“He’s my younger brother. I understand him too. I understand him, that’s why it hurts.”
-Yaichirou Shimogamo, Uchouten Kazoku, episode 8
Growing up, my brother and I were close friends. This was borne of necessity as, for a few years, we were the only children close in age in our neighborhood. As we grew older, other families with children our age moved in; however, my brother and I remained close. Often, both our friends and their parents would comment on how rarely we fought compared to themselves, or their children, respectively. To anyone who met us, we appeared to have a fantastic brother-sister relationship. The reality was often far different than the image.
Uchouten Kazoku surprised me with how well it portrayed subtle familial emotions and relationships within the Shimogamo Family. Opening with the various ways that four brothers, and their mother, are attempting to deal with their father’s death the series – in spite of turns to the dramatic – takes great pains to show the complexity that can accompany one’s feelings for their family members.
The obvious emotional height of Uchouten Kazoku is in episode 12, when Yajirou Shimogamo is finally able to put his feelings of self-loathing and guilt aside, transforming for the first time since his self-imposed seclusion as a frog in a well. This lays to rest any sort of animosity that he may have felt towards his brother Yasaburo over his arranged marriage to Kaisei Ebisagawa – showing the two brothers able to come to an understanding instead of allowing feelings to fester and poison their relationship as Soun did with his brother Soichirou – and allows him to accept the circumstances surrounding his father’s death. Uchouten Kazoku sets up the parallel to Yajirou’s narrative, (Soichirou and Soun’s relationship as brothers) and his method of redemption (transforming into the false electric railway for the first time since Soichirou’s death) almost too neatly. I loved cheering for Yajirou; however, the character that I most empathized with was Yaichirou.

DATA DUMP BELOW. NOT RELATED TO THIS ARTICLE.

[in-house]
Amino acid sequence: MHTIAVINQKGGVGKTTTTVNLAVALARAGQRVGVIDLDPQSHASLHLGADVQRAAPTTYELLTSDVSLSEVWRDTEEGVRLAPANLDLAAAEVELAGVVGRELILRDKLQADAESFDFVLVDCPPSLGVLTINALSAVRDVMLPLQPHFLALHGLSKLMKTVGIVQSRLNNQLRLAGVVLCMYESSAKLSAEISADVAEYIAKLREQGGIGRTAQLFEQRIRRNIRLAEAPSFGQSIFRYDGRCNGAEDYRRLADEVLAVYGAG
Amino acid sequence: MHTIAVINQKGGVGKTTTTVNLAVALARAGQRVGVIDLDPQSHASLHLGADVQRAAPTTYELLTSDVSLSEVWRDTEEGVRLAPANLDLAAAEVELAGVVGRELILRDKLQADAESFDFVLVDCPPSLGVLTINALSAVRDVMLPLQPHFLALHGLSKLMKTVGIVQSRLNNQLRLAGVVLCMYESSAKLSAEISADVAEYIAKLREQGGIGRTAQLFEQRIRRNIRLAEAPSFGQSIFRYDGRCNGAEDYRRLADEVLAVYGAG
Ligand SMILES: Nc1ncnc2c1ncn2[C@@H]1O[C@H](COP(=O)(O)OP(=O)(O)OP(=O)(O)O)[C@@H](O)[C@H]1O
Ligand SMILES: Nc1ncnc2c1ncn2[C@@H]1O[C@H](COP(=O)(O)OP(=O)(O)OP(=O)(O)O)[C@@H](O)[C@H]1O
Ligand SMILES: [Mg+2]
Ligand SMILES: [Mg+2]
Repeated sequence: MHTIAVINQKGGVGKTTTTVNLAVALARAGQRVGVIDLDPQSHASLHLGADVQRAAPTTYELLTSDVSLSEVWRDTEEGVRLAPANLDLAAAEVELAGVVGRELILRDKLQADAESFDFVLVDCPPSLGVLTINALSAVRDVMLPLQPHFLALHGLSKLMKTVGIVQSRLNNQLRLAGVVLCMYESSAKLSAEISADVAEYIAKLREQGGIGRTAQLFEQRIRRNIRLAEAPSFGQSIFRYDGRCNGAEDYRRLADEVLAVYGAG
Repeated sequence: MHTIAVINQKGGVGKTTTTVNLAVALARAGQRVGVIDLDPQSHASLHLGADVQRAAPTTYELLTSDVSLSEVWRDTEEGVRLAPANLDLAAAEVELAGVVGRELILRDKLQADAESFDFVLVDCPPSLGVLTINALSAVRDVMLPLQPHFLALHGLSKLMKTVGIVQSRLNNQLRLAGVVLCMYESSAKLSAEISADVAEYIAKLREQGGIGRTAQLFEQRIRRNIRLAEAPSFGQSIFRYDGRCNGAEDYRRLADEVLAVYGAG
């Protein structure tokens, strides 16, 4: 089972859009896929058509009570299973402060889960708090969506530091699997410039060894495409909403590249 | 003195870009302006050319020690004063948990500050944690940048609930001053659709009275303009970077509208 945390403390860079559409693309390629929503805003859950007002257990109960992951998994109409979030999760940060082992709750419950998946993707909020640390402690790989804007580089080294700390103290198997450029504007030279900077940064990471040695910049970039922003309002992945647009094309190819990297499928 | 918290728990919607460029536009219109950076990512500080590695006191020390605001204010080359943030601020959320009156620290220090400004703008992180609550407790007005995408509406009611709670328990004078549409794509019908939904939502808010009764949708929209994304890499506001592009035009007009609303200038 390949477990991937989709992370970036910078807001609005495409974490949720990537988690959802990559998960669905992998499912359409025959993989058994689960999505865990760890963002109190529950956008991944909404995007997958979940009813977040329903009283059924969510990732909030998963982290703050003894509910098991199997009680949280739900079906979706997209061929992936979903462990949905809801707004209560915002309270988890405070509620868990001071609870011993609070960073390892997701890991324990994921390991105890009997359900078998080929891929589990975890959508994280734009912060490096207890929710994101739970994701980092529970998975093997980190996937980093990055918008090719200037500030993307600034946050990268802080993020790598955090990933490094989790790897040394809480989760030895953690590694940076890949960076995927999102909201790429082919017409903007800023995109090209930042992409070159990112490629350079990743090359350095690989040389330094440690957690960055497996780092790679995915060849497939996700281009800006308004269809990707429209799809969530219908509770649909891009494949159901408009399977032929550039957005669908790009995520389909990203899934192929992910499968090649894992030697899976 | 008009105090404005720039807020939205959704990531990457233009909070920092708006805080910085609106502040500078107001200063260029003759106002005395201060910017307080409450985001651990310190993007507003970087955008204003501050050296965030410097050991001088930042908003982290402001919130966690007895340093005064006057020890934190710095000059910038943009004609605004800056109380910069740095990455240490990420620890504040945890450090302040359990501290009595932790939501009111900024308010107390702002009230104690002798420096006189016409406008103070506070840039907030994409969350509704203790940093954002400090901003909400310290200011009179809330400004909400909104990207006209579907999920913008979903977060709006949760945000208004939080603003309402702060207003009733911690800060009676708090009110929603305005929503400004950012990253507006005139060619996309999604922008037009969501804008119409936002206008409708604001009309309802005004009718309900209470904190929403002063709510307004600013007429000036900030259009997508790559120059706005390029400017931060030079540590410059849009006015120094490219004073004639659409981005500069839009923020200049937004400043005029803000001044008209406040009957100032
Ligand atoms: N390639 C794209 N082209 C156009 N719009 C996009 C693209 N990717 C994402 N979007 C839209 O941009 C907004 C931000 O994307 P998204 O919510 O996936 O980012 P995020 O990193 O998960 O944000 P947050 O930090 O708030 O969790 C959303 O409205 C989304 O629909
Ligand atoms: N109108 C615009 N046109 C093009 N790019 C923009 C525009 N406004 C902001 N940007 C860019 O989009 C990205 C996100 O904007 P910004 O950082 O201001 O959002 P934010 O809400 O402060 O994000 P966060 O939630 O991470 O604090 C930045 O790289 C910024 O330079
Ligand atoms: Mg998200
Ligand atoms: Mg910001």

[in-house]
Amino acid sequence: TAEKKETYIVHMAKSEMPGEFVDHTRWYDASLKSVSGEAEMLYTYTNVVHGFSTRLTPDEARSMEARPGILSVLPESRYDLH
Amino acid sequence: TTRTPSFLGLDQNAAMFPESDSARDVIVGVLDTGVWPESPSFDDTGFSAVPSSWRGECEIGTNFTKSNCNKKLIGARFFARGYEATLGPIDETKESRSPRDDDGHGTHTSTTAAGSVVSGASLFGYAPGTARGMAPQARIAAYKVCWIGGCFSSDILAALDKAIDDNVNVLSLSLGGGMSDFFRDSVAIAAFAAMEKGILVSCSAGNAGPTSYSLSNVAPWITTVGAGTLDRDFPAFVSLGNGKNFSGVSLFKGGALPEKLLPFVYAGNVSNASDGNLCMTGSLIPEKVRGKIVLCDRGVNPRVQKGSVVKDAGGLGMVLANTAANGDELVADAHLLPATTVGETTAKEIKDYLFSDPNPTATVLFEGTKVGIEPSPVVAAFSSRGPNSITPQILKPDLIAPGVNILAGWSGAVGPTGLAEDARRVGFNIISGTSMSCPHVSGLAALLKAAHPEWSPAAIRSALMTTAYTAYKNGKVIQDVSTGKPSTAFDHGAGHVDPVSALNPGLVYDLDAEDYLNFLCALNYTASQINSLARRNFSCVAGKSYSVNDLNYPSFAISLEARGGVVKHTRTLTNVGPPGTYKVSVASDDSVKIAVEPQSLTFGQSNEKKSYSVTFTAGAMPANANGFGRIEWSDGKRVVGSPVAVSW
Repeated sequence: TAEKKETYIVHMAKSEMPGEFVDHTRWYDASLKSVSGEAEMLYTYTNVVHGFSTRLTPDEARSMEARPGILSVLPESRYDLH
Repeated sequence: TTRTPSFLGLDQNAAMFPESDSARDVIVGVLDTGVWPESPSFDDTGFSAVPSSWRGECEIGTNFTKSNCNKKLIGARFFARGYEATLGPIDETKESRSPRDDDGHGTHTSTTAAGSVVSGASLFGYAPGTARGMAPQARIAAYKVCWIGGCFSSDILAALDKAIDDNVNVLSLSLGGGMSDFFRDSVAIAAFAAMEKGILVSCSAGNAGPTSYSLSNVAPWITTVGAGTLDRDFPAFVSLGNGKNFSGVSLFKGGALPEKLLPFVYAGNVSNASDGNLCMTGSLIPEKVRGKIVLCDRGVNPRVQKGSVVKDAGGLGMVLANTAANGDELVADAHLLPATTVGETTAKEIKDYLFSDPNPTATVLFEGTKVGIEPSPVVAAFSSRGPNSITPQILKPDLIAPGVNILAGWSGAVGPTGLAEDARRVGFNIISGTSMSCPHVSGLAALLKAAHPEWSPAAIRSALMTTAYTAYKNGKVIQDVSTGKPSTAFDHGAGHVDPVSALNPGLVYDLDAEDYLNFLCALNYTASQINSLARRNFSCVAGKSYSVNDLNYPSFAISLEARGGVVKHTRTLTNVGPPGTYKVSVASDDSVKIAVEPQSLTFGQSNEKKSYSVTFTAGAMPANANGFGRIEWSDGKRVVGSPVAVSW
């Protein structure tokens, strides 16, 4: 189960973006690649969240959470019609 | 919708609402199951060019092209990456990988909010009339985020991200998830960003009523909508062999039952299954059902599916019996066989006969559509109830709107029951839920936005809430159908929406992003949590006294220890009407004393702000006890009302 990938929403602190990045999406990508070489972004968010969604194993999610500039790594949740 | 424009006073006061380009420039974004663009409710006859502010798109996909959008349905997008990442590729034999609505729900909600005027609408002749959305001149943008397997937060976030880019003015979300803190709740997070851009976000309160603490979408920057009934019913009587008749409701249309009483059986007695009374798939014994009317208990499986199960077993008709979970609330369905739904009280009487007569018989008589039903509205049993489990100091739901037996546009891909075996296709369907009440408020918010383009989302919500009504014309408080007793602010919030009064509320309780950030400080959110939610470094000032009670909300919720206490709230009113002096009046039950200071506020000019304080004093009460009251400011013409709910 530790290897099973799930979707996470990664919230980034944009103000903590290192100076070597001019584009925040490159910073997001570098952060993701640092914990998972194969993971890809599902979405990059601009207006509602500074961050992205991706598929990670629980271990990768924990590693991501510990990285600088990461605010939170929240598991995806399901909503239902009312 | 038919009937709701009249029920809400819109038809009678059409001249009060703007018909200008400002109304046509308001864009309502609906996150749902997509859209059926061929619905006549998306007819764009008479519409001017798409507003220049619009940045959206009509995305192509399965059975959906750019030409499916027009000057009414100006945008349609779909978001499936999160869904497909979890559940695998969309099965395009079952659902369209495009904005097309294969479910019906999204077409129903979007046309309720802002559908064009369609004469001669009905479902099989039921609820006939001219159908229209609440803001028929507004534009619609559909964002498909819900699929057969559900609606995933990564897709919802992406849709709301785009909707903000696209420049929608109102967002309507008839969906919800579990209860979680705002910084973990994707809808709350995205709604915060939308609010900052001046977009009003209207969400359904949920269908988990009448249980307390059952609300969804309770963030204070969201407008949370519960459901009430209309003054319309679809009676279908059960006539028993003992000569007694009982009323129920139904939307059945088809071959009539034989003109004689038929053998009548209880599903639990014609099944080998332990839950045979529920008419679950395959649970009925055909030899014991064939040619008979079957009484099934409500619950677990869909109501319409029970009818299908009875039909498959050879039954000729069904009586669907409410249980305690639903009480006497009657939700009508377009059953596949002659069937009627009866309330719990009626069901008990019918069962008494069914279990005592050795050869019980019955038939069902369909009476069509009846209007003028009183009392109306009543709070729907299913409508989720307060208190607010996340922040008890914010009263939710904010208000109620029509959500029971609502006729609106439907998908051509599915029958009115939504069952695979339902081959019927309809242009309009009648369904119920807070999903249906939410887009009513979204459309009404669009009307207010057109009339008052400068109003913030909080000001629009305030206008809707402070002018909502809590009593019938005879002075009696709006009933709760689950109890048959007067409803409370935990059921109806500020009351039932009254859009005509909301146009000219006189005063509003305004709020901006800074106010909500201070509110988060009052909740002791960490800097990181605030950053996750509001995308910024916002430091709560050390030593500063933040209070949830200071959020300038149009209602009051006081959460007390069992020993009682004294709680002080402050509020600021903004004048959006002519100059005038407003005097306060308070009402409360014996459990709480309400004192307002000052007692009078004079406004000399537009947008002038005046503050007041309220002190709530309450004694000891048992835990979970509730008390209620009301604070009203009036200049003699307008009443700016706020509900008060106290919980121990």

Yaichirou’s narrative in Uchouten is equally well bookended, but far more subtle than Yajirou’s redemption. In his attempt to take up the mantle of his deceased and powerful father, Yaichirou falls far short of his own expectations. He is bound by the various laws of tanuki society that he tries to uphold, leaving him unable to bend the rules as he wishes like his younger brother Yasaburo. Yaichirou shows his strength as the head of the family against more lowly opponents, the bumbling Ebisugawa brothers, but is unable to keep his composure when attempting to find his mother in episode two. This continues throughout the series as Yaichirou dives deeper into the rabbit hole that is tanuki society, all the while struggling, and failing, to take his father’s place. He is shown as someone who doesn’t have the respect of his brothers when he seemingly wants it, although they do humor him a few times, demonstrating that they do care for Yaichirou’s feelings. While Yaichirou does scold his younger brothers, particularly Yasaburo, on their lack of effort and serious nature, they rarely come to blows or even verbally argue, leaving the depth of their individual relationships unspoken.